Reinventing electronic music by inventing multi-disciplinary instruments

Read More
Recorded music is becoming so cheap, so the value of music is now in live performance

Vanessa Newman

Redesigning pregnancy for the post-gender generation with Butchbaby & Co.

Read More
I want my customers to feel comfortable and unchanged, in that becoming pregnant didn't take away from or compromise their identity

George Arriola and Monohm

An heirloom electronic for the post-smartphone era

Read More
We agonized during the design process as all hyper-obsessed craftspeople should

Meredith Perry

How searching the Internet helped a 22-year-old invent wireless electricity

Read More
It’s not about where the information is, it’s about how you use the tools

Tal Danino

The bioengineer who’s programming DNA to fight cancer

Read More
[Manipulating genes] is very new, people are just learning how to program these organisms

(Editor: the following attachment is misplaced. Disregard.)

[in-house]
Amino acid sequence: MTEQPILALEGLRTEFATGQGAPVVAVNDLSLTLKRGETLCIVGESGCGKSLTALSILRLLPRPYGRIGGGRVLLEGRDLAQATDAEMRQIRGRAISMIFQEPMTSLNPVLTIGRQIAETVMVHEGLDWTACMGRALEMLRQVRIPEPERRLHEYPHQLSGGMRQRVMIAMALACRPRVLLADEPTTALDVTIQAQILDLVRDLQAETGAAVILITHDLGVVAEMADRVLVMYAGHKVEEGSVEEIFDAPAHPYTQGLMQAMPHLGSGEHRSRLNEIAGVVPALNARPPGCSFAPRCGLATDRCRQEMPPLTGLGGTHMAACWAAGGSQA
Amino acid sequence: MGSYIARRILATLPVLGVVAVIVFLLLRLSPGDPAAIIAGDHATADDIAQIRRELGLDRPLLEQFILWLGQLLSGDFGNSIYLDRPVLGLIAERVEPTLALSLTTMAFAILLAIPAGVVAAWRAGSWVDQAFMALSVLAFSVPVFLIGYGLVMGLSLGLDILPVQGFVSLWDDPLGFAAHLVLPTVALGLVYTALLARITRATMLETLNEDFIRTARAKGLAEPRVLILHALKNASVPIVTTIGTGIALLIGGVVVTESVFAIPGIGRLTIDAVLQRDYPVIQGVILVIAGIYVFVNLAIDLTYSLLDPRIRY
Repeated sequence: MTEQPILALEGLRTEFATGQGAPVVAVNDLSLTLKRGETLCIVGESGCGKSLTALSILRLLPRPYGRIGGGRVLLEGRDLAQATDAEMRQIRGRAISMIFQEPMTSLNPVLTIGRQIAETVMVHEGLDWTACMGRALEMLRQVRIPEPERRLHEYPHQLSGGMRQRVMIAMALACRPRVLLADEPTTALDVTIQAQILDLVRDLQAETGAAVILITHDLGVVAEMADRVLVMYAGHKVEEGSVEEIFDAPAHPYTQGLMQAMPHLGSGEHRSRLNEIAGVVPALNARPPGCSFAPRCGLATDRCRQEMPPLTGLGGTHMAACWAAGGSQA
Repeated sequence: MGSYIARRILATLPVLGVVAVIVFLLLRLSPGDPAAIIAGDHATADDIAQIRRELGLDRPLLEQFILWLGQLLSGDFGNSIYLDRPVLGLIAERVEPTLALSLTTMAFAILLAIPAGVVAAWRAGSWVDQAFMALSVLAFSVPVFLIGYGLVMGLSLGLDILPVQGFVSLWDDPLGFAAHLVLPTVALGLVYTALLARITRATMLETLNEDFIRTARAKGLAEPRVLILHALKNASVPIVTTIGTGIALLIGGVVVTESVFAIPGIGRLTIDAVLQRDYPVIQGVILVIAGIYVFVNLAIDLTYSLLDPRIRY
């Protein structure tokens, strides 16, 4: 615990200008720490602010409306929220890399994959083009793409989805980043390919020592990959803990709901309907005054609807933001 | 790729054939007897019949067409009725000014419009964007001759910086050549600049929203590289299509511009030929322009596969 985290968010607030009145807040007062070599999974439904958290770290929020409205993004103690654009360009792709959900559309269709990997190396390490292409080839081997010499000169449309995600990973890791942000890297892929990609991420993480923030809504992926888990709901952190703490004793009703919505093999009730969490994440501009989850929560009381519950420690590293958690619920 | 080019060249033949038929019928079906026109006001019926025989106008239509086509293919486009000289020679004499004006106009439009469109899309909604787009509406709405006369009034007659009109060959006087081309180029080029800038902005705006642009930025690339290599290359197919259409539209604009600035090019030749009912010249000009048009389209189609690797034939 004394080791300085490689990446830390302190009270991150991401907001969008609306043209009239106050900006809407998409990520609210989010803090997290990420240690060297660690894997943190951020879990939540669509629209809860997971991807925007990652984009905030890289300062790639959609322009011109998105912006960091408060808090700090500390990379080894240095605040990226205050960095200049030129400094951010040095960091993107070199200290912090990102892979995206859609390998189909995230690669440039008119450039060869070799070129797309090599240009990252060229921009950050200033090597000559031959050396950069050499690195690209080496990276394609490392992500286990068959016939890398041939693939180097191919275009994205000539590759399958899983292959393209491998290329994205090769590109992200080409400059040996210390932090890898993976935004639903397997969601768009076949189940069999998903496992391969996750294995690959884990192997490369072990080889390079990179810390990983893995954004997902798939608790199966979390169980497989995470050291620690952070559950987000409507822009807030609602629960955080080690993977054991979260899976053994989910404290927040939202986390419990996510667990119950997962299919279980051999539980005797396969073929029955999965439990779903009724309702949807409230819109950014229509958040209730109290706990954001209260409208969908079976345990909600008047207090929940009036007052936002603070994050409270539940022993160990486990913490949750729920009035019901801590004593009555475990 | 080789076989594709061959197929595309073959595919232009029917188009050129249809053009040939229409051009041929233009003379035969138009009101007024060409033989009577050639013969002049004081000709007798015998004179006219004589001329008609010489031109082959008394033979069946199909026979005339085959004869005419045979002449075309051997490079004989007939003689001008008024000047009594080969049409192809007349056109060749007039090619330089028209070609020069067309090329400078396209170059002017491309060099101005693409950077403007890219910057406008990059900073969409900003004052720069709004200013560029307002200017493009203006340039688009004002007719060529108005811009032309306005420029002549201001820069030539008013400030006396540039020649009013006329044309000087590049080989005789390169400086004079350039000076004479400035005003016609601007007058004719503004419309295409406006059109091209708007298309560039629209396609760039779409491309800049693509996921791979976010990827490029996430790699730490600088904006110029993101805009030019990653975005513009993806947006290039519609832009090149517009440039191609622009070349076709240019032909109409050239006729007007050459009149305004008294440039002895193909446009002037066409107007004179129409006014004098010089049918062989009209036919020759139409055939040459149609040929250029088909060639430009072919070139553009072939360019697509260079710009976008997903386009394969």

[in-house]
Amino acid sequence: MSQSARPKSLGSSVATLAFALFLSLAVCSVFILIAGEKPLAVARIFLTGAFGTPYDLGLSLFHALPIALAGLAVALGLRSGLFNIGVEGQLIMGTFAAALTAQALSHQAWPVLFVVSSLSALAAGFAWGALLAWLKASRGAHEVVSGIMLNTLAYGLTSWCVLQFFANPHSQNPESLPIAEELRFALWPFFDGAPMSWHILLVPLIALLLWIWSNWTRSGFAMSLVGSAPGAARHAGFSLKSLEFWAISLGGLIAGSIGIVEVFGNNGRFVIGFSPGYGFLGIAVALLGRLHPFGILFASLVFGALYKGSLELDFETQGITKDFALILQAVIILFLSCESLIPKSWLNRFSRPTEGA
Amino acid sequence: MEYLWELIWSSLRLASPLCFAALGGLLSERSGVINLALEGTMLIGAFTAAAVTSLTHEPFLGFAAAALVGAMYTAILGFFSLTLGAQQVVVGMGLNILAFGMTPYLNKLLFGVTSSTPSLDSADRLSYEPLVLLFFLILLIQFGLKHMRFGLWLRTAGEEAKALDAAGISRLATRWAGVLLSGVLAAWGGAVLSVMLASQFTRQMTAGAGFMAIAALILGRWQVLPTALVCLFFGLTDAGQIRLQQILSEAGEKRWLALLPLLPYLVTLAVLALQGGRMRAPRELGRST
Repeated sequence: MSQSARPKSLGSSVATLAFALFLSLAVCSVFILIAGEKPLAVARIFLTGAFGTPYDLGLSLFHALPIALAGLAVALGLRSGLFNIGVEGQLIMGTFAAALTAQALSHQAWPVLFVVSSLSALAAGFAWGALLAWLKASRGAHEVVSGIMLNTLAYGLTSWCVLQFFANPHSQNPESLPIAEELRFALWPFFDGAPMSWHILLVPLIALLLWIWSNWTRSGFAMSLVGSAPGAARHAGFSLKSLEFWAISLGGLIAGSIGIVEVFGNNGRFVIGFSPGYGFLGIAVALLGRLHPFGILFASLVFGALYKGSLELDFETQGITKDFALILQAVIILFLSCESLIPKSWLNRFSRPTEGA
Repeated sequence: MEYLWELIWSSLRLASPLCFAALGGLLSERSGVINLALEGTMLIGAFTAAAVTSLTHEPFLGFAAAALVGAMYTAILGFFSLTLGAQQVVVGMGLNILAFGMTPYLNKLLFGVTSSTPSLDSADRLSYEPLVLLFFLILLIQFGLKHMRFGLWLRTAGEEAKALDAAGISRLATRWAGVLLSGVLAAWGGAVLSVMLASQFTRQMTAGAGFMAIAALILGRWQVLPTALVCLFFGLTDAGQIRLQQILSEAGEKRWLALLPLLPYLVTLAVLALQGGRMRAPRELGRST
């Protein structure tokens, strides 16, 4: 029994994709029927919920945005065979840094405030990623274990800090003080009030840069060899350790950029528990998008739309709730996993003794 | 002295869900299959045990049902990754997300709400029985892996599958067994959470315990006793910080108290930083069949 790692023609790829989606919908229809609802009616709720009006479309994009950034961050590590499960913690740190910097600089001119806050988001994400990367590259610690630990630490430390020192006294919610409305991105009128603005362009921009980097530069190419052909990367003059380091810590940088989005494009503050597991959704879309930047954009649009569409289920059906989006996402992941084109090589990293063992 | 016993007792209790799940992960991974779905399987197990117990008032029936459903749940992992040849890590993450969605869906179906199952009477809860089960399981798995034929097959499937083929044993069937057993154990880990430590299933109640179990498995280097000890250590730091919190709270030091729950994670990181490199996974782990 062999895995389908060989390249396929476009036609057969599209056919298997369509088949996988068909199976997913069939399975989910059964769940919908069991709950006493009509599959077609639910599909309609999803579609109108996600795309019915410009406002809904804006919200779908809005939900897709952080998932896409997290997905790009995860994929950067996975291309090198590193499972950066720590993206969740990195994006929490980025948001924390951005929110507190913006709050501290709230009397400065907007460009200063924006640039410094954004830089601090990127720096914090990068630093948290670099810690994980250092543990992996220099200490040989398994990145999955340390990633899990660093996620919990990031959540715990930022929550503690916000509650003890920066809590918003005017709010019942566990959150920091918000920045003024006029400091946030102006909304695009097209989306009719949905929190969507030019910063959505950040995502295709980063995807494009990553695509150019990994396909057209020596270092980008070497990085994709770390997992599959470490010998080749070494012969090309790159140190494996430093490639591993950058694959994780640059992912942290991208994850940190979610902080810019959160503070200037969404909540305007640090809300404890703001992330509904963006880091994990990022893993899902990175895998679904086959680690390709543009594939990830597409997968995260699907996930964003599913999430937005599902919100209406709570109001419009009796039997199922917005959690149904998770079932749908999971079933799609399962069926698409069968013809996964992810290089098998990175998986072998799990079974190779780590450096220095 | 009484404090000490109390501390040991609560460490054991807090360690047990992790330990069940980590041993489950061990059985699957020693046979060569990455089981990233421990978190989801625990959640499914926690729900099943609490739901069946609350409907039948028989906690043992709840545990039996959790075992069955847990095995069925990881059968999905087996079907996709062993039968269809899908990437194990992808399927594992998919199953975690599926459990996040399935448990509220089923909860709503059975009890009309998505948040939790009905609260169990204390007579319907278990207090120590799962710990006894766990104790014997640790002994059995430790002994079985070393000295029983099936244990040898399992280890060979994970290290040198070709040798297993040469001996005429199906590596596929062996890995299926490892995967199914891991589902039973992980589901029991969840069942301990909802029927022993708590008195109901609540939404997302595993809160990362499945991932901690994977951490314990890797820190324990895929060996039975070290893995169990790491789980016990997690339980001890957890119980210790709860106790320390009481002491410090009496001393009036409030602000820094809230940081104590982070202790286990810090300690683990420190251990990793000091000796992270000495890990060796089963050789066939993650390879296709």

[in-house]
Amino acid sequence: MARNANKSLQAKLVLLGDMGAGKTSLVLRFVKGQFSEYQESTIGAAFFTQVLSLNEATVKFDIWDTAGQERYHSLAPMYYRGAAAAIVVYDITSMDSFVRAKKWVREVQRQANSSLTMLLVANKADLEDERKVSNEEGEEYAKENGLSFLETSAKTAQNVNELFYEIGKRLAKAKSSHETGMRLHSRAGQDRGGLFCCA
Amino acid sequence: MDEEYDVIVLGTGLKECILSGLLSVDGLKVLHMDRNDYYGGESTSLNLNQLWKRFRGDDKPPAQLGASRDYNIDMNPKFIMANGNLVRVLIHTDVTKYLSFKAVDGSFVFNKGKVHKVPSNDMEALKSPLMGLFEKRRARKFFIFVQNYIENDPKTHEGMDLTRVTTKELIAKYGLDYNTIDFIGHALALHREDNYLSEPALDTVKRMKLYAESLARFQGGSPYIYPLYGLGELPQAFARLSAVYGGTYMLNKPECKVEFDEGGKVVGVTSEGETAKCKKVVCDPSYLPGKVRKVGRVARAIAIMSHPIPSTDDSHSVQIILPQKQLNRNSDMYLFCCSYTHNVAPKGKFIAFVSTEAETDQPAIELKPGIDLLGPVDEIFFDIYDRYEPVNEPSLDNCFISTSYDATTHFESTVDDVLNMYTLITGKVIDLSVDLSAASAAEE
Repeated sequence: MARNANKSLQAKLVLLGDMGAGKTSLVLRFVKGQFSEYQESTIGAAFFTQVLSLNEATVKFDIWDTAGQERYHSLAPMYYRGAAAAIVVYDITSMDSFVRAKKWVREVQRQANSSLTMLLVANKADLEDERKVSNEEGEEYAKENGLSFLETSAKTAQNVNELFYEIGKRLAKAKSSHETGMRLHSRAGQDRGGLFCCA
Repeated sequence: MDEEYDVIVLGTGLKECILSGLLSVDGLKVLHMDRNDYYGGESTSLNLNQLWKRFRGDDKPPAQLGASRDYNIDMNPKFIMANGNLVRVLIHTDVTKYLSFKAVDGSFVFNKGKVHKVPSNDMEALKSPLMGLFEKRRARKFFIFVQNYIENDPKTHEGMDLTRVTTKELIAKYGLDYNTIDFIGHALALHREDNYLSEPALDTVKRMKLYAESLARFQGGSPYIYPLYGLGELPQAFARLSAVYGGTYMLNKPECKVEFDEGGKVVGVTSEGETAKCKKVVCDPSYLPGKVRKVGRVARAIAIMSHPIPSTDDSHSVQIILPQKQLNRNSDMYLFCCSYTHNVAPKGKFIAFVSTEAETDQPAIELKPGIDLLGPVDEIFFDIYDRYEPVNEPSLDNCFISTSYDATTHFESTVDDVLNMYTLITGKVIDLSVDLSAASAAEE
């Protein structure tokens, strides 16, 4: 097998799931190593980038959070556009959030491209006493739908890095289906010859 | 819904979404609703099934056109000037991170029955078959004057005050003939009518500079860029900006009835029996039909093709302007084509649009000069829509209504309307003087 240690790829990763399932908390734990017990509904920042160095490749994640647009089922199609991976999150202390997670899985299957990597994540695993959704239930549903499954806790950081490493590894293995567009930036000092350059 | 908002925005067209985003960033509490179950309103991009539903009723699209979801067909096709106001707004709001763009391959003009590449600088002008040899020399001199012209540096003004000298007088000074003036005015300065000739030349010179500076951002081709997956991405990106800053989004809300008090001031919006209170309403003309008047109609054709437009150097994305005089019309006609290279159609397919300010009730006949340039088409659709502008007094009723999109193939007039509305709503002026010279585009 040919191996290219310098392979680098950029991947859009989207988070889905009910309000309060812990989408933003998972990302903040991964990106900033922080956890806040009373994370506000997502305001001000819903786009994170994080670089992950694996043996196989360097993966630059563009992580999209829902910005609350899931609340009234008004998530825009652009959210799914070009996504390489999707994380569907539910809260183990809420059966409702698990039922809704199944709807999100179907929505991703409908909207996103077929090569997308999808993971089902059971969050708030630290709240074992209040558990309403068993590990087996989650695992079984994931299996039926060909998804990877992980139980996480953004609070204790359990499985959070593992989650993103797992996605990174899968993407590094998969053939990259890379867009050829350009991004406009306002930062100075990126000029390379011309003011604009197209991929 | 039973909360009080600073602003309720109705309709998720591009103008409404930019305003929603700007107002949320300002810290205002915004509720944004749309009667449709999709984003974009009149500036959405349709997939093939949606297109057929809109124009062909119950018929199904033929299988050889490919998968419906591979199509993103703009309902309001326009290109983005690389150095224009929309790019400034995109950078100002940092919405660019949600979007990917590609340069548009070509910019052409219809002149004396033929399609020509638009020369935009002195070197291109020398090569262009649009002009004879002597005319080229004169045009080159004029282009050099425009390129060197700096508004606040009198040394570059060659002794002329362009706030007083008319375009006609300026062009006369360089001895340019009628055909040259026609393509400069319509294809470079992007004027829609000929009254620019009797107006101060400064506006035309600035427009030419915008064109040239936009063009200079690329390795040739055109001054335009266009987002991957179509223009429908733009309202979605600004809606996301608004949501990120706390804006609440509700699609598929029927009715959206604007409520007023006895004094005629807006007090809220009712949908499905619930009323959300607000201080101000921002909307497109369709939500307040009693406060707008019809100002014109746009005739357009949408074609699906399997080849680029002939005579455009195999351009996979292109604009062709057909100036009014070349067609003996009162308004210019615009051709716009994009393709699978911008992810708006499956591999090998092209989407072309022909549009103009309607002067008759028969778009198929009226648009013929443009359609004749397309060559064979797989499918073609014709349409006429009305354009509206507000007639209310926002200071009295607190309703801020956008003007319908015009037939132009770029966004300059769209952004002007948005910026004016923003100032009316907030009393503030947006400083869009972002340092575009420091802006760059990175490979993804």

Kegan Schouwenburg

Revolutionizing orthotics through 3D-printed insoles

Read More
What orthotics do is they effectively change the geometry of what your alignment is like

LaToya Ruby Frazier

Documenting the slow, troubling change in Braddock, Pennsylvania

Read More
I am not a journalist, I am a conceptual documentary artist using my visual expression for building narratives that are unseen and unheard

Lulu Mickelson

A civic leader bringing change to NYC through design

Read More
Human-centered design is one of the many tools that we can use to better engage the public

Alex Kalman

The tiny museum in Manhattan that’s redefining museums

Read More
The mission is to put this small simple and powerful tool into the hands of as many people as possible

Leopoldine Huyghues Despointes

The young filmmaker and non-profit founder who just wants people to follow their dreams

Read More
I feel confident and ready to accomplish so much more, the movement is on

Roxie Darling